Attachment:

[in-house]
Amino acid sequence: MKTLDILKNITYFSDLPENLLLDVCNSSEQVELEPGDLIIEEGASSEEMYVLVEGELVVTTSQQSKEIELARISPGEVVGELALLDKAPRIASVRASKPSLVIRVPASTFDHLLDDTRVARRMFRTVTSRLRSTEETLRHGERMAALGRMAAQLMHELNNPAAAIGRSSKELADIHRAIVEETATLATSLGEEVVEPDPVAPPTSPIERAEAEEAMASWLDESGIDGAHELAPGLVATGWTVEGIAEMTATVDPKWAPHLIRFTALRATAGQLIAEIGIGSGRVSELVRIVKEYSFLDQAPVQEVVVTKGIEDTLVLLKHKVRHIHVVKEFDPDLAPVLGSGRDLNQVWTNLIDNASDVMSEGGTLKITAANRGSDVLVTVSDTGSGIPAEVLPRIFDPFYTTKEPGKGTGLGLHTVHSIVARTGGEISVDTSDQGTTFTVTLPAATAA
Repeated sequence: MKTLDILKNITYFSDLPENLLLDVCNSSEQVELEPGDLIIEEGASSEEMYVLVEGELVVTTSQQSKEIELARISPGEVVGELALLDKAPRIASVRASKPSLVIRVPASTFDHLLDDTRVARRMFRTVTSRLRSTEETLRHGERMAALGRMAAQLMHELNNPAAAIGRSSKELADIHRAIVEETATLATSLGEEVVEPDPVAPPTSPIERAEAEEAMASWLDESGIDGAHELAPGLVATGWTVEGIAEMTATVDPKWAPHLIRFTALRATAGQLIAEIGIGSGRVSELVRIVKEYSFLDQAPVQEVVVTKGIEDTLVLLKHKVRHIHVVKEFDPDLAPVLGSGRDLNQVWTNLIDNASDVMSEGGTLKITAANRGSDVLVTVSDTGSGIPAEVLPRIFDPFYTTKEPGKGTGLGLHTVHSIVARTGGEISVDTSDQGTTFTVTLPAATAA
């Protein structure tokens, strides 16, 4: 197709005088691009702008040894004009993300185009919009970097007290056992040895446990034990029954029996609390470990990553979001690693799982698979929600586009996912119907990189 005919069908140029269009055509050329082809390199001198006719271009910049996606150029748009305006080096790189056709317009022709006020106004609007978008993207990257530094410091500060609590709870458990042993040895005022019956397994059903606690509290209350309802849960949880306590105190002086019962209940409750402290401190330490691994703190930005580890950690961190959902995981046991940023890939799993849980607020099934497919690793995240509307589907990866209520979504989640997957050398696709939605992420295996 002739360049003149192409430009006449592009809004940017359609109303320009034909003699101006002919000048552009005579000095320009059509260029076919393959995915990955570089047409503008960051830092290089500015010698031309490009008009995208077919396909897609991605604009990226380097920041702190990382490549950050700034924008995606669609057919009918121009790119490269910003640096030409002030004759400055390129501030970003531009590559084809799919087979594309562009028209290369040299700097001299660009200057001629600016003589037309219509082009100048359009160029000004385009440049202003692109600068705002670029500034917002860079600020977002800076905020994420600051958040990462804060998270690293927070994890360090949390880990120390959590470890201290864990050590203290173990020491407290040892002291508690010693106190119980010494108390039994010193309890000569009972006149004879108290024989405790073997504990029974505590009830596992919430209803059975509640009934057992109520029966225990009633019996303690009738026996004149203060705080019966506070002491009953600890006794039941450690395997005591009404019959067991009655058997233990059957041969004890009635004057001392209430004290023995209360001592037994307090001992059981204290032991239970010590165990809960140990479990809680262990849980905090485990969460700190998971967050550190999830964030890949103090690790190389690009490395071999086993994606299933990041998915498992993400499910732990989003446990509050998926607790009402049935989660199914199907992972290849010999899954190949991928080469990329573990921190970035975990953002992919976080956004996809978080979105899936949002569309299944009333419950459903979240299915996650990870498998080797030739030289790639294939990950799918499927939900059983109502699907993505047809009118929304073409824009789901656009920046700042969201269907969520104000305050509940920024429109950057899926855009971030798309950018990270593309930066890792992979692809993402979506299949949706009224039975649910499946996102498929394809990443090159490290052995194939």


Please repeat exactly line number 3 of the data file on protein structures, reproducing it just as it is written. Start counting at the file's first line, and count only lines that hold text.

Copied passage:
Repeated sequence: MKTLDILKNITYFSDLPENLLLDVCNSSEQVELEPGDLIIEEGASSEEMYVLVEGELVVTTSQQSKEIELARISPGEVVGELALLDKAPRIASVRASKPSLVIRVPASTFDHLLDDTRVARRMFRTVTSRLRSTEETLRHGERMAALGRMAAQLMHELNNPAAAIGRSSKELADIHRAIVEETATLATSLGEEVVEPDPVAPPTSPIERAEAEEAMASWLDESGIDGAHELAPGLVATGWTVEGIAEMTATVDPKWAPHLIRFTALRATAGQLIAEIGIGSGRVSELVRIVKEYSFLDQAPVQEVVVTKGIEDTLVLLKHKVRHIHVVKEFDPDLAPVLGSGRDLNQVWTNLIDNASDVMSEGGTLKITAANRGSDVLVTVSDTGSGIPAEVLPRIFDPFYTTKEPGKGTGLGLHTVHSIVARTGGEISVDTSDQGTTFTVTLPAATAA